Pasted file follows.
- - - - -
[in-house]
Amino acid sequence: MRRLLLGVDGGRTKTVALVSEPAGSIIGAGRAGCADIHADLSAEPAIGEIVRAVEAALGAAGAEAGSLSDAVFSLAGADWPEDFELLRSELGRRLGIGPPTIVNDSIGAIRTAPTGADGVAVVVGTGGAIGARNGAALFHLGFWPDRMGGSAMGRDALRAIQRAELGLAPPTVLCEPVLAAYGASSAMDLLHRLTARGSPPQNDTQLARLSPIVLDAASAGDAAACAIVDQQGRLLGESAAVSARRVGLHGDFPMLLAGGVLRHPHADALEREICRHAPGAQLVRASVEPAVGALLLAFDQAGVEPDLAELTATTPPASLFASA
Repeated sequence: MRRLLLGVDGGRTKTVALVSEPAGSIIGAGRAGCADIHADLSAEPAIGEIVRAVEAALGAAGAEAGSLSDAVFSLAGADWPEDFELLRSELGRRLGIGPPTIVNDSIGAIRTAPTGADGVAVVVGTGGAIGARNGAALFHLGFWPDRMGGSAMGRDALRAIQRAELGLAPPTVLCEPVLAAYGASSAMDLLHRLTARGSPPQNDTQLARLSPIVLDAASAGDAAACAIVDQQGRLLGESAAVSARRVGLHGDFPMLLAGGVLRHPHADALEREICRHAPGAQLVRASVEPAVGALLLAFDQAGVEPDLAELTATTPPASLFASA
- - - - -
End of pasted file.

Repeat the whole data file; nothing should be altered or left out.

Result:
[in-house]
Amino acid sequence: MRRLLLGVDGGRTKTVALVSEPAGSIIGAGRAGCADIHADLSAEPAIGEIVRAVEAALGAAGAEAGSLSDAVFSLAGADWPEDFELLRSELGRRLGIGPPTIVNDSIGAIRTAPTGADGVAVVVGTGGAIGARNGAALFHLGFWPDRMGGSAMGRDALRAIQRAELGLAPPTVLCEPVLAAYGASSAMDLLHRLTARGSPPQNDTQLARLSPIVLDAASAGDAAACAIVDQQGRLLGESAAVSARRVGLHGDFPMLLAGGVLRHPHADALEREICRHAPGAQLVRASVEPAVGALLLAFDQAGVEPDLAELTATTPPASLFASA
Repeated sequence: MRRLLLGVDGGRTKTVALVSEPAGSIIGAGRAGCADIHADLSAEPAIGEIVRAVEAALGAAGAEAGSLSDAVFSLAGADWPEDFELLRSELGRRLGIGPPTIVNDSIGAIRTAPTGADGVAVVVGTGGAIGARNGAALFHLGFWPDRMGGSAMGRDALRAIQRAELGLAPPTVLCEPVLAAYGASSAMDLLHRLTARGSPPQNDTQLARLSPIVLDAASAGDAAACAIVDQQGRLLGESAAVSARRVGLHGDFPMLLAGGVLRHPHADALEREICRHAPGAQLVRASVEPAVGALLLAFDQAGVEPDLAELTATTPPASLFASA